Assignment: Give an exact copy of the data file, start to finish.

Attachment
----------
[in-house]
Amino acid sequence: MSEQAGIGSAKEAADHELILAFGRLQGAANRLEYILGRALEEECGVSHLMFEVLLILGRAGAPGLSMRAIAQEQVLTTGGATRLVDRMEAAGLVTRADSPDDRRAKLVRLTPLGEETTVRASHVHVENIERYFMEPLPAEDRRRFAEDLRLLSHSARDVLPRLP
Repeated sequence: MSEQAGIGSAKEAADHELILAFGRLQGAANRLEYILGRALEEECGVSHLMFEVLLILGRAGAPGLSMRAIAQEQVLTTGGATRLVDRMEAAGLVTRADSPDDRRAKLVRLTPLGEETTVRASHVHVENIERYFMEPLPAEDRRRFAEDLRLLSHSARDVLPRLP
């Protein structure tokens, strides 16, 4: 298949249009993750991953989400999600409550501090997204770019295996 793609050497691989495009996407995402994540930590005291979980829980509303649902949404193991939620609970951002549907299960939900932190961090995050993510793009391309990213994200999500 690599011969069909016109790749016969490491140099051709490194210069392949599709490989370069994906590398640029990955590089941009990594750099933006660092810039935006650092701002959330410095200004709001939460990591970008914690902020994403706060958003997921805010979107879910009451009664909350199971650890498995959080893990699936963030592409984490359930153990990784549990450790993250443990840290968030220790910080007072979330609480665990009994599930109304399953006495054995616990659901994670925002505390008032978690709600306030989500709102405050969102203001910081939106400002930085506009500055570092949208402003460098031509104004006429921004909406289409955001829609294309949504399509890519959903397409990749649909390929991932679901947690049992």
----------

[in-house]
Amino acid sequence: MSEQAGIGSAKEAADHELILAFGRLQGAANRLEYILGRALEEECGVSHLMFEVLLILGRAGAPGLSMRAIAQEQVLTTGGATRLVDRMEAAGLVTRADSPDDRRAKLVRLTPLGEETTVRASHVHVENIERYFMEPLPAEDRRRFAEDLRLLSHSARDVLPRLP
Repeated sequence: MSEQAGIGSAKEAADHELILAFGRLQGAANRLEYILGRALEEECGVSHLMFEVLLILGRAGAPGLSMRAIAQEQVLTTGGATRLVDRMEAAGLVTRADSPDDRRAKLVRLTPLGEETTVRASHVHVENIERYFMEPLPAEDRRRFAEDLRLLSHSARDVLPRLP
């Protein structure tokens, strides 16, 4: 298949249009993750991953989400999600409550501090997204770019295996 793609050497691989495009996407995402994540930590005291979980829980509303649902949404193991939620609970951002549907299960939900932190961090995050993510793009391309990213994200999500 690599011969069909016109790749016969490491140099051709490194210069392949599709490989370069994906590398640029990955590089941009990594750099933006660092810039935006650092701002959330410095200004709001939460990591970008914690902020994403706060958003997921805010979107879910009451009664909350199971650890498995959080893990699936963030592409984490359930153990990784549990450790993250443990840290968030220790910080007072979330609480665990009994599930109304399953006495054995616990659901994670925002505390008032978690709600306030989500709102405050969102203001910081939106400002930085506009500055570092949208402003460098031509104004006429921004909406289409955001829609294309949504399509890519959903397409990749649909390929991932679901947690049992």